Chandler Bond Market Review

Economic Roundup February 2013

Consumer Prices
In December, overall CPI inflation fell to 1.7% on a year-over-year basis from 1.8% in November. The year-over-year Core CPI (CPI less food and energy) was unchanged at 1.9%. The core inflation rate remains below the Fed’s long-term goal of 2.0% and well below the trigger rate for policy action of 2.5%.

Retail Sales
In December, Retail Sales rose 4.7% on a year-over-year basis. On a month-over-month basis, Retail Sales rose 0.5% in December, better than the consensus forecast of 0.2%. Overall, recent consumer spending trends have been modest.

Labor Markets
The January employment report showed that payrolls increased by 157,000 (falling short of the consensus estimate of 175,000). However, payroll growth at the end of last year was stronger than previously believed, with a cumulative upward revision to payroll growth in November and December of 156,000. Private payrolls advanced 166,000 in January while government jobs declined by 9,000. The unemployment rate edged up slightly to 7.9% in January from 7.8% in December, driven by an increase in the labor force. Overall, improvement in the labor market continues to be modest and reflects an overall slow pace of growth in the domestic economy.

Housing Starts
Single-family housing starts rose 8.1% in December to 616,000 from 570,000 in November. Multifamily starts rose 20.3% in December, and housing permits rose 0.3%. In our view, recent data suggests that the housing market continues to firm.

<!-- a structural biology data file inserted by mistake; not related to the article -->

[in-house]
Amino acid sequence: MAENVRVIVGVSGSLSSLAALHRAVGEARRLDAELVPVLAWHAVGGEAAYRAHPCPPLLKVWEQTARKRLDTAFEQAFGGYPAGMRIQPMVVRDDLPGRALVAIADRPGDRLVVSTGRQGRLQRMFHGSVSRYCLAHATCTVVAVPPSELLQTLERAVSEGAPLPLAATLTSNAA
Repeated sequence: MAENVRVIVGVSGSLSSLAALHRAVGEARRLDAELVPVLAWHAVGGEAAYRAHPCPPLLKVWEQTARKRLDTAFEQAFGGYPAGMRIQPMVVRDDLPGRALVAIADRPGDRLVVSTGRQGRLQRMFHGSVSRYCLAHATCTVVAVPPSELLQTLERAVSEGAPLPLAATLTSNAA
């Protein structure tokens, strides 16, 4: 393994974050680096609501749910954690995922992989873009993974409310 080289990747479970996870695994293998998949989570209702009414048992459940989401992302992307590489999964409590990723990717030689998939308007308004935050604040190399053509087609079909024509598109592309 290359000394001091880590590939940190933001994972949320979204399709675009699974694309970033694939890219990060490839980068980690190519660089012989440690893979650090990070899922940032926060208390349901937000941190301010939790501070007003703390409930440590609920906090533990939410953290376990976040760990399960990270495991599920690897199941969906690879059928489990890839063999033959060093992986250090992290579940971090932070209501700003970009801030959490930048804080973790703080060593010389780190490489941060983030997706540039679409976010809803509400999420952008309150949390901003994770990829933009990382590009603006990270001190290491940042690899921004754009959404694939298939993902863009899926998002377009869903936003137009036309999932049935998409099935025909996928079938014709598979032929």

Credit Spreads January 2013

Economic Data January 2013

RISKS AND OTHER IMPORTANT CONSIDERATIONS

This report is provided for general information purposes only and should not be construed as specific legal, tax, or financial planning advice. All opinions and views constitute judgments or relevant information as of the date of writing and such information may become outdated or superseded at any time without notice. This report is not intended to constitute an offer, solicitation, recommendation or advice regarding any securities or investment strategy. This information should not be regarded by recipients as a substitute for the exercise of their own judgment. Fixed income investments are subject to interest, credit, and market risk. Interest rate risk: the value of fixed income investments will decline as interest rates rise. Credit risk: the possibility that the borrower may not be able to repay interest and principal. Low rated bonds generally have to pay higher interest rates to attract investors willing to take on greater risk. Market risk: the bond market in general could decline due to economic conditions,especially during periods of rising interest rates.

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